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138 The Indian Advocate.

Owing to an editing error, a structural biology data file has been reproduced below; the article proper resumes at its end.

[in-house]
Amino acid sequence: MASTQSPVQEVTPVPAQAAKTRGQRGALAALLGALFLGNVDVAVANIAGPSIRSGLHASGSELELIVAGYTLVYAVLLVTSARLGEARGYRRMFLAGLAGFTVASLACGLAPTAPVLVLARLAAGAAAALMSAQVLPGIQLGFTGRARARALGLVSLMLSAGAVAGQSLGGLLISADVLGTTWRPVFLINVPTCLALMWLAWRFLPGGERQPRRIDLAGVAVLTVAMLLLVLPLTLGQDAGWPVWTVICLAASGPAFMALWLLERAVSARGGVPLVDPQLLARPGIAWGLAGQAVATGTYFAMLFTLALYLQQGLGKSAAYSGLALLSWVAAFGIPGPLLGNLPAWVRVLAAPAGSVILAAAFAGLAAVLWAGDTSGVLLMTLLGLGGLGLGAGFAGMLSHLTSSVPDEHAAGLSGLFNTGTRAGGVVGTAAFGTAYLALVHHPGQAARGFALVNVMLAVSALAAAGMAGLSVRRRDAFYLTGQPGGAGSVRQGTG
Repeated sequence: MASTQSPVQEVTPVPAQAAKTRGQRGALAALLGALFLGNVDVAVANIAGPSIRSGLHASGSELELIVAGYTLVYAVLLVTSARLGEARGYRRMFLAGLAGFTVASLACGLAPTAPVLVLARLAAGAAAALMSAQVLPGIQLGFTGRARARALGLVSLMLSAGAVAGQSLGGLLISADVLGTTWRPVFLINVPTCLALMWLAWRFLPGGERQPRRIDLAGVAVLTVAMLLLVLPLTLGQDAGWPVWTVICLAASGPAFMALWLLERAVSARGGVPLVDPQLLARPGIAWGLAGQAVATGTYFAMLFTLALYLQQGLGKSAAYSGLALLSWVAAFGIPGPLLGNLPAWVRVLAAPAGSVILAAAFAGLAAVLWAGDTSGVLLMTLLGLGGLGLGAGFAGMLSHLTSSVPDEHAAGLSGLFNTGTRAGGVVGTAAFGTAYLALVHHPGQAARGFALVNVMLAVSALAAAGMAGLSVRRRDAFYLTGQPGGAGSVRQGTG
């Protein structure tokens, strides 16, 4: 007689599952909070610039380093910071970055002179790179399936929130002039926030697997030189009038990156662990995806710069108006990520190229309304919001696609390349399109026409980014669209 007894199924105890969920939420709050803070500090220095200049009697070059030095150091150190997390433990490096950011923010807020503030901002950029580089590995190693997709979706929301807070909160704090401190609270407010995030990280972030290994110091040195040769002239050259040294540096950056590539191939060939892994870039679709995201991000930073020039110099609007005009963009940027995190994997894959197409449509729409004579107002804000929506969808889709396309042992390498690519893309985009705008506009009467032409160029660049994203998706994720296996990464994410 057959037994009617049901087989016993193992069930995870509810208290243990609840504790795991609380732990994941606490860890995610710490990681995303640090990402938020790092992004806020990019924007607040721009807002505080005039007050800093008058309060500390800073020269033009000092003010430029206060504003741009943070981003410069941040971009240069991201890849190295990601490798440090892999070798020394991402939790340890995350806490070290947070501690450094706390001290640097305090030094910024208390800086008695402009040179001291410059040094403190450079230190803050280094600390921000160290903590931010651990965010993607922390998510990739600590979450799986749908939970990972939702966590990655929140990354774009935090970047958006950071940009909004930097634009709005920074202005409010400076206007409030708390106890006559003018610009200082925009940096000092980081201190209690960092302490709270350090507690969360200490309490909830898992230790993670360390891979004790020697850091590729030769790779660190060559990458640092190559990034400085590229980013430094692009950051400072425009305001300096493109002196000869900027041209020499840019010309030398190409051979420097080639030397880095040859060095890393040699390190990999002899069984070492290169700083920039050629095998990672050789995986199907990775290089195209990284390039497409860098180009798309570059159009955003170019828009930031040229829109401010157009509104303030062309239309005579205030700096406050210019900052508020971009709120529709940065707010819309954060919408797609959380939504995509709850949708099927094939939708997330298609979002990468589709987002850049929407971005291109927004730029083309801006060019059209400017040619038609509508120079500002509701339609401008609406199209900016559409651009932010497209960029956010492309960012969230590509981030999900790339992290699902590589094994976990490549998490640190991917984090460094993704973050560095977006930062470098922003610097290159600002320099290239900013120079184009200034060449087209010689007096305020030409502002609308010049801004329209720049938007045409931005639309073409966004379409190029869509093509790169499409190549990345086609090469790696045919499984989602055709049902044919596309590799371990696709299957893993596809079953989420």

depths of the wilderness they followed the flocks of their Mas ter lest some might fall among wolves. These men were fathers among their children, and the generation they trained showed evidence of their work. Churches arose everywhere, and homes; and little by little, schools wherein the rising gen eration could be educated. The fields had widened, and the land gave promise of becoming that Arcadia it is to-day. Some of the more prominent schools founded between the admission of the State into the Union and 1825 may be briefly mentioned here, since in every instance these have wielded a tremendous influence upon the status of Southern Catholicism. Here it may not be amiss to state a-noteworthy fact, viz: that Catholicism at the South has always been distinctly, if not distinctively, intellectual. The Church in the South has been pre-eminently an intellectual force at periods when the lit erary instinct of that section was stagnant. It was Southern Catholicism which gave us "The Star-Spangled Banner," "The Bivouac of the Dead" and "Maryland, my Maryland." Later, it gave us the "poet-priest," Father Ryan, who sang the dirge of "The Conquered Banner." To the modest, un assuming Catholic schools, where almost alone a love of polite letters was imparted at a period when the South was given over to politics, may these literary gleams be traced. The oldest sisterhood in Kentucky is that of Loretto. See ing a new generation rising around him, the next thought of Father Charles Nerinckx was how to provide, in that rugged, isolated section, schools wherein these open, innocent minds should be educated. To this end he instructed Miss Mary Rhodes, a pious young girl of his parish, to open a day school in a couple of abandoned cabins near Hardin Creek. Hon. Benj. J. Webb, in his history of "Catholicity in Kentucky," says of these that "They were wretchedly dilapidated and without other flooring than the bare ground. They were roofed with rough boards that had shrunk so far apart as to afford but slight protection against the intrusion of wind and snow."